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December 17, 2009

Family tree sprouts new branches at ULM School of Nursing

For Matt Davis of West Monroe, nursing isn’t just a professional calling – it’s a family affair.

When Davis graduates Saturday from the University of Louisiana at Monroe with his Bachelor of Science degree in nursing, the achievement will be paired with the joy of joining other alums of ULM’s School of Nursing – most especially, his own parents.

In fact, Davis’ wife Crystal and his brother Brandon, both level five nursing students, will add another branch to the School of Nursing alumni tree when they eventually graduate.

Upon graduation, Davis will bring his hard work, training and skills to the Intensive Care Unit of Glenwood Regional Medical Hospital, and like his parents, impact the health and financial stability of the community he serves.

“I’m scared but I feel confident that ULM has created me to be a very strong professional nurse,” he said.

Davis called his parents “heroes,” as he described the financial struggles they faced and the sacrifices made when they enrolled at ULM as non-traditional students in the early 1990s. His mother, Diane Davis, eventually became a nurse practitioner in a Monroe clinic, and his father, Bruce Davis, became a local nursing entrepreneur.

“The Davis family is a good example of how we have local professionals who positively impact community healthcare,” said ULM’s Director of Nursing Dr. Florencetta H. Gibson, who taught all three family members.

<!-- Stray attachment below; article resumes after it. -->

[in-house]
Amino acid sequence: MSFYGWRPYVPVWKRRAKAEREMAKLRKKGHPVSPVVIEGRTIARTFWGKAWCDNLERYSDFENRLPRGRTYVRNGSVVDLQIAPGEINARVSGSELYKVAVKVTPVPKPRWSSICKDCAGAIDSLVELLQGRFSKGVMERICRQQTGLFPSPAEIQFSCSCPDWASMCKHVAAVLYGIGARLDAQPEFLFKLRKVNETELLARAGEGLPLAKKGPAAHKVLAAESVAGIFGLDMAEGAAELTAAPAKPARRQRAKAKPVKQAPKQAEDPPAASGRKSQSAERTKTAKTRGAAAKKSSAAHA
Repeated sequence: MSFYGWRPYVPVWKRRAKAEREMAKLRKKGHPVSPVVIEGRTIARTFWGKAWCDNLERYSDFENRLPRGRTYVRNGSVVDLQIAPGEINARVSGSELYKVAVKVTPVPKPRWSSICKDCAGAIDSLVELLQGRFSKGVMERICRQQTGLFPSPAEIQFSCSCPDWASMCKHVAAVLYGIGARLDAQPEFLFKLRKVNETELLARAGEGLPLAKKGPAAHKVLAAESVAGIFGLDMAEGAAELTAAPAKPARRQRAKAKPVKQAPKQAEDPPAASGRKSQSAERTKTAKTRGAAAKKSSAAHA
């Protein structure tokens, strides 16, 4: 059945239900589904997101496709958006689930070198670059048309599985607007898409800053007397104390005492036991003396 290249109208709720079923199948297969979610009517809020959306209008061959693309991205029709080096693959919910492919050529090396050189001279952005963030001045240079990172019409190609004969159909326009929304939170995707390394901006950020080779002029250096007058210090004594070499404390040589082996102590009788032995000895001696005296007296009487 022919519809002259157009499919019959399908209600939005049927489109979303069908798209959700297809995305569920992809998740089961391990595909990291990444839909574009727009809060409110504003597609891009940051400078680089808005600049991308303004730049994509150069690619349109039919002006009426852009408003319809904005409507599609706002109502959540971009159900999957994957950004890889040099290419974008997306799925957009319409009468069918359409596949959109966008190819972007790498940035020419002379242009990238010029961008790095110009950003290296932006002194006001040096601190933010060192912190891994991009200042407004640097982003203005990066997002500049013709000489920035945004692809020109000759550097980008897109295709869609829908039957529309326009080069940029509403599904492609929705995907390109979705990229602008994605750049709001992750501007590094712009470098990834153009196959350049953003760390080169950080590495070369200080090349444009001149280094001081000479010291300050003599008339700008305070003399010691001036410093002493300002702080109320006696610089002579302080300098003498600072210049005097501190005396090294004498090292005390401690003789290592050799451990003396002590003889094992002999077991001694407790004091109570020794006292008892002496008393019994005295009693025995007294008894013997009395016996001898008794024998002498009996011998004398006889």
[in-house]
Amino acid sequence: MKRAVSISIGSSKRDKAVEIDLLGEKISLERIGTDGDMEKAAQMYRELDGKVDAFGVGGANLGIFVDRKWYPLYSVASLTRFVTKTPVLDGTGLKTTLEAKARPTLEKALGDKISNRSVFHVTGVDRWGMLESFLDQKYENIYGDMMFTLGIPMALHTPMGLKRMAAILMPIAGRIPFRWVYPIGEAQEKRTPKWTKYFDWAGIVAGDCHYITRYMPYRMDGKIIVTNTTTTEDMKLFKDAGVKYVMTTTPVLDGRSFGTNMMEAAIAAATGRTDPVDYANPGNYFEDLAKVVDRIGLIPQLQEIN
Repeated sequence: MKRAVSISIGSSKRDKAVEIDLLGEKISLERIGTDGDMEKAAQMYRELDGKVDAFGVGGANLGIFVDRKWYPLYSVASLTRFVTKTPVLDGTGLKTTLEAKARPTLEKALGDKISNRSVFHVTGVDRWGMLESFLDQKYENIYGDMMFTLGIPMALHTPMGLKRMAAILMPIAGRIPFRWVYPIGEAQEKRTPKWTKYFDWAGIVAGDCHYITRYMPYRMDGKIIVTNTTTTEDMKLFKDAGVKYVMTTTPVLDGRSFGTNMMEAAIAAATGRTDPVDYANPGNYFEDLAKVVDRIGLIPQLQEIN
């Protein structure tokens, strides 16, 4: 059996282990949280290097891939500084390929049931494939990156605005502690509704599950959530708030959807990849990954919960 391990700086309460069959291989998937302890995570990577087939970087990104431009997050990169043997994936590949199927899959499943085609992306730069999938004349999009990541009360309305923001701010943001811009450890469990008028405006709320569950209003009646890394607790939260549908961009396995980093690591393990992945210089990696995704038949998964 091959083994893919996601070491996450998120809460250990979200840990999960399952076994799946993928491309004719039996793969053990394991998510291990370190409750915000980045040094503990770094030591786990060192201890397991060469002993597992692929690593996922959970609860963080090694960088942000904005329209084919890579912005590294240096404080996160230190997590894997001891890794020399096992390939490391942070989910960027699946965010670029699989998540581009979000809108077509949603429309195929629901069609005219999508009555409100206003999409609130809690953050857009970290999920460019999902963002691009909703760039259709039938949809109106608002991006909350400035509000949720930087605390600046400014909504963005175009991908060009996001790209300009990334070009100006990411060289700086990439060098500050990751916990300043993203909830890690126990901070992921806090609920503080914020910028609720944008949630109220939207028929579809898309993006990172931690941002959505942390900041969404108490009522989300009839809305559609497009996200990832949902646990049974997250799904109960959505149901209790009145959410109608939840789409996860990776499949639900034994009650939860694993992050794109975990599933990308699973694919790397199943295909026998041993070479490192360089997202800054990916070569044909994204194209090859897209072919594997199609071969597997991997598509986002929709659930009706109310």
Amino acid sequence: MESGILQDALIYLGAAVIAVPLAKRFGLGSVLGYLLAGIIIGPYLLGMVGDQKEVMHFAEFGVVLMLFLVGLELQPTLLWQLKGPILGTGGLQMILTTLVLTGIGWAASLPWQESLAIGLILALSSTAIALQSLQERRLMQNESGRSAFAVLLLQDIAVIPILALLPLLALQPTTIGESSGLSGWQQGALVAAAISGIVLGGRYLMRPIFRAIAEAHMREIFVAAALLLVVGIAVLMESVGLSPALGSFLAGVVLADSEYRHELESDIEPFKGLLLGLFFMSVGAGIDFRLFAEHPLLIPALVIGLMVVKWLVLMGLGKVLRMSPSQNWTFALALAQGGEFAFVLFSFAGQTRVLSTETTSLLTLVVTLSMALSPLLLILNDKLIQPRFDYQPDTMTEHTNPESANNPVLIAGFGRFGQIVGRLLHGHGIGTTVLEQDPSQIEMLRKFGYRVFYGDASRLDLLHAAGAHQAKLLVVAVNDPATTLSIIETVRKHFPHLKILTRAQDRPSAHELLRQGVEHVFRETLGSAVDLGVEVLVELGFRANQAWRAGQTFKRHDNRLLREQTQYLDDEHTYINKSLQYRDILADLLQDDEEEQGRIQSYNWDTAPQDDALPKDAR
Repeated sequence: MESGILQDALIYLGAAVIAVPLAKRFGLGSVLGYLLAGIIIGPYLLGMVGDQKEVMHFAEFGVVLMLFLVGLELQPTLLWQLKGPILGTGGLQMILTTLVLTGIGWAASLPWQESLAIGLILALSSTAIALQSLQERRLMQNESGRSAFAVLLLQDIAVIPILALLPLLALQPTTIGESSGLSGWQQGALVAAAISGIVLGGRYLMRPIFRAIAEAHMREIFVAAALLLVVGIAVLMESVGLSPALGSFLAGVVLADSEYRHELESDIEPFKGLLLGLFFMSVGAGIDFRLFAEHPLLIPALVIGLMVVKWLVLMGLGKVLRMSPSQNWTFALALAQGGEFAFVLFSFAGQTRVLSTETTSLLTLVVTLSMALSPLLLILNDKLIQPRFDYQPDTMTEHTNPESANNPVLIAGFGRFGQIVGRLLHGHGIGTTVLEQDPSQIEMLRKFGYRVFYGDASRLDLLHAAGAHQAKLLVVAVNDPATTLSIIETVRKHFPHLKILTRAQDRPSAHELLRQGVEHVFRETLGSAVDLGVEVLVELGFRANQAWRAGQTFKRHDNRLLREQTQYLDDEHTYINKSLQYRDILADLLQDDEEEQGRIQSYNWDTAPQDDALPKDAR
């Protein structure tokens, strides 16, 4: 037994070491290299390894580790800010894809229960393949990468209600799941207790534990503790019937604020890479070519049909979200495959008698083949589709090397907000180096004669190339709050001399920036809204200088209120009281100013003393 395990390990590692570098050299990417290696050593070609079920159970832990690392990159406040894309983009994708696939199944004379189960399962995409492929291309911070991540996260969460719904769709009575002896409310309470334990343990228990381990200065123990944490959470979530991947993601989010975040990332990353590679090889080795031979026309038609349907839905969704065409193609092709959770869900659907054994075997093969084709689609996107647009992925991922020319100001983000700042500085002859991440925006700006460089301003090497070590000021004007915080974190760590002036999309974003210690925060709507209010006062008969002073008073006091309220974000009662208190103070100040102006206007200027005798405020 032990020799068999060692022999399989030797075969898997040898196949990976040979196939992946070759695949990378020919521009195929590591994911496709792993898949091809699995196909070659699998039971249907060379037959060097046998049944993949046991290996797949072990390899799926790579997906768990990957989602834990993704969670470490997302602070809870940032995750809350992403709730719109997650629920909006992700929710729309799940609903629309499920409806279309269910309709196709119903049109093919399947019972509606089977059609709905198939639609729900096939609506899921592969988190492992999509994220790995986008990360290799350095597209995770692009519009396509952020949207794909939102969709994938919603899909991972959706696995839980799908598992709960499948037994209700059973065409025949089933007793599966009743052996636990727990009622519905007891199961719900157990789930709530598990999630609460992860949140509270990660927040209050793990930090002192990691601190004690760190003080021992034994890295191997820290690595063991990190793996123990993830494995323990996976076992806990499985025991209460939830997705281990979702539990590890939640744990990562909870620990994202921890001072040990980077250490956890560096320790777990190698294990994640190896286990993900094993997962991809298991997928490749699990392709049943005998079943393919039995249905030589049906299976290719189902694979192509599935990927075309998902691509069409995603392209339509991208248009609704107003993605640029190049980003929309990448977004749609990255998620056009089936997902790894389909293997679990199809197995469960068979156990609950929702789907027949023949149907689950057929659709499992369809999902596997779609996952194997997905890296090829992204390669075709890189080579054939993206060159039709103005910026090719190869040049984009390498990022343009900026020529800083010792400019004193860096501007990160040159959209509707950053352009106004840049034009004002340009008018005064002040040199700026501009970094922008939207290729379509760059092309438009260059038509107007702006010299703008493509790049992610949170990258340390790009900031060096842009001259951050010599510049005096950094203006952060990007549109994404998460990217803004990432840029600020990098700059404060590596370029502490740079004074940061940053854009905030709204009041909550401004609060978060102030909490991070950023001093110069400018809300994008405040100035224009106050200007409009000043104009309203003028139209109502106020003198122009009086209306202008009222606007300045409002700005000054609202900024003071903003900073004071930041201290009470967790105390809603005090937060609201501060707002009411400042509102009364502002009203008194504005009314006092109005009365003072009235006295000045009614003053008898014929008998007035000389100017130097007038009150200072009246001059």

“Considering that there is national nursing shortage, one that is also local and regional, this family will contribute in a very positive way to patient outcomes in our area,” she said.

Gibson said that when entrepreneur Bruce Davis of Case Experts combined his nursing training with a new business, he brought additional revenue to the community. And advanced practitioners such as Diane Davis provide excellent care beyond the nursing basics, according to Gibson.

“Now we have two sons and a daughter-in-law who will be impacting nursing care at the entry level,” she said.

But Gibson said the Davis family is not an unusual phenomenon. Family connections are positively contagious when one or more family members expose others to their own professional success following graduation, she said. Exposure to the excellent programs and faculty ULM provides can’t hurt either.

Matt Davis agrees that the nursing faculty at ULM is one of its strongest assets, largely because of individualized attention and an emphasis on patient outcomes. He describes his time at the university as “the best experience” he ever has had in his life.

One indication of the program’s excellence is how consistently ULM nursing graduates earn perfect scores on the National Council Licensure Examination (NCLEX), a test considered the final hurdle in a nursing student’s career. Gibson said the passage rate is the result of a student population that is trained from the outset to think critically and remain patient focused. And even in a deep recession the demand for well-trained nurses shows no signs of abating, she said.

“A nursing degree can produce a career at many different levels of practice. And with salaries for new nurses at more than minimum wage – about the mid 60s – our graduates never have to look for jobs,” said Gibson.

“This is such an awesome profession,” said Davis. “To go into someone’s room and know they trust you … it’s something I hold in high regard and pride myself in.”

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